Firms can even use portfolio monitoring to actively support diversity and mental health initiatives. In a recent webinar with Stephen Allen of Elevate and Royale Price of Greenberg Traurig, we discussed how portfolio monitoring can ensure diverse members of the team are given equal opportunities and work that is of equal value to their peers.
Reduce bad exposure by identifying trends
But beyond simply keeping an eye on resources, portfolios can be essential in reducing financial risk. Bringing on board a new client always carries a certain amount of financial risk. Is their business stable and do they have sufficient liquidity to pay invoices? This has been particularly challenging during the pandemic, where financial uncertainty has increased dramatically.
The portfolio monitoring approach for new clients by McCarter & English has been innovative and effective. Pre litigation costs are normally too low to merit monitoring. However, grouping all new clients together and setting alerts when budgets are exceeded for each has reduced bad exposure dramatically. Instead of costs spiraling, the team has been able to cut off bad work much sooner or to ensure they are seeking appropriate retainer replenishments.
The same approach can also work where a client runs multiple matters from a single budget. Grouping all matters for a client together keeps track of overall spend. Firms can then have proactive conversations with clients about increases in budget, rather than offering write-offs later. Indeed, portfolio groupings can offer insights on anything - from determining the profitability of specific clients to identifying which matter groups generate the most revenue for the firm. The possibilities are endless.
An ROI for innovation
The final and most underused use case for portfolio grouping is innovation. How can a firm identify whether the money spent on a new piece of technology, or outsourcing a specific activity, was worth it? How can you measure the effect of a different process on the profitability of a matter?
For Clocktimizer customers, the answer is by checking the data. First, they create a baseline portfolio to identify the existing cost of an activity, or the amount of time it takes. Then, they group together matters that make use of the new technology. By comparing data across the two portfolios, firms can clearly see whether the outcome justified the investment.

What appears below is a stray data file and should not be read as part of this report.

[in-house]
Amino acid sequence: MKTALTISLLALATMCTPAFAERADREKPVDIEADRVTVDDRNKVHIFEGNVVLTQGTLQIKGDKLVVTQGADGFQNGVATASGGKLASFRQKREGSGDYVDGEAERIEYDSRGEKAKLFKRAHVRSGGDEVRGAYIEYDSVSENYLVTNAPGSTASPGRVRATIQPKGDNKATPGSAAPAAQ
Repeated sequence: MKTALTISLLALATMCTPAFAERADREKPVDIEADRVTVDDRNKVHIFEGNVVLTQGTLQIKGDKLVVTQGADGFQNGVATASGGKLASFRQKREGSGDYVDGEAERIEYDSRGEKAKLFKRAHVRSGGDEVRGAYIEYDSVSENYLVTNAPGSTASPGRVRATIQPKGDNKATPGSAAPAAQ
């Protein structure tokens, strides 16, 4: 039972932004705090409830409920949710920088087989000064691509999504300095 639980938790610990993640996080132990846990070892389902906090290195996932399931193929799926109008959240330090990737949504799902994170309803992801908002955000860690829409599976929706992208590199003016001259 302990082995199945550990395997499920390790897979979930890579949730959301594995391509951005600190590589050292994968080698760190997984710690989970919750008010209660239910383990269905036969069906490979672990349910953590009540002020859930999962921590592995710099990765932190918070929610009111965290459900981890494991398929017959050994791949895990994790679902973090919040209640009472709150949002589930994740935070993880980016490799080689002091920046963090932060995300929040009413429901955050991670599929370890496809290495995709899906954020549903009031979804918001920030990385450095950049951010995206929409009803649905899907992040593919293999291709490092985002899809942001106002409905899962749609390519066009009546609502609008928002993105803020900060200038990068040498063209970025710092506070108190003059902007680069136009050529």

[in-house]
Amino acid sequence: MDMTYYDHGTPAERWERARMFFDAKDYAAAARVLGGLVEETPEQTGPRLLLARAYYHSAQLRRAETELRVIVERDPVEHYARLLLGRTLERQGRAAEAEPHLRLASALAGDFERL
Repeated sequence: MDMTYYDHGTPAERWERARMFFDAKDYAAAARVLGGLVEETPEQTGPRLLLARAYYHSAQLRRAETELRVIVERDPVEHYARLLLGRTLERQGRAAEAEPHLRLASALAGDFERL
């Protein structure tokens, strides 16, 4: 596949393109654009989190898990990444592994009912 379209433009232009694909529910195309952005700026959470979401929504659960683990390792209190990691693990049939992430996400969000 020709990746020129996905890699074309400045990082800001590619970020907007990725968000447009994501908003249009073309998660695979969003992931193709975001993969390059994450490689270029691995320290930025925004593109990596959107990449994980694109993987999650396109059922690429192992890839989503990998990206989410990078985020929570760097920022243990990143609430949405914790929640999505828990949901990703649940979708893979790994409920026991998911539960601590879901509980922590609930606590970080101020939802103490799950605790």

The advantage to this approach is that it makes it far easier and quicker to identify whether an innovation is successful. Currently, too many firms perform trials with new technology over a number of years and spend considerable time analysing the ROI. Testing on a smaller scale, in an agile way, reduces the financial barrier to innovation.
This article has touched on just some of the ways portfolio analysis can be more effectively used by LPM and pricing teams.
Whether it is the stock market, or a litigation matter, trends are the closest thing we have to making the future more predictable. The biggest challenge is not in recognising that portfolio analysis is effective, but in identifying the sheer number of ways it can be effective at supporting decision making.
Firms need to learn to push the boundaries of their analysis beyond standard financial insights. Instead, portfolio analysis can support strategic choices in everything from risk management to innovation.
About the Author Pieter van der Hoeven, a former M&A lawyer with 15 years of experience in the legal industry, is the co-founder of Clocktimizer, which was recently acquired by Litera. Clocktimizer is an award-winning legal technology solution that helps law firms to understand who is doing what, when, where, and at what cost. Global 100, Am Law 100, and Am Law 200 law firms use Clocktimizer to make data driven decisions around matter management, budgeting, and pricing.
Before starting Clocktimizer in 2014, Pieter was an M&A lawyer at DLA Piper and earned his MBA from Rotterdam School of Management and IE Business School. Pieter can be contacted at email@example.com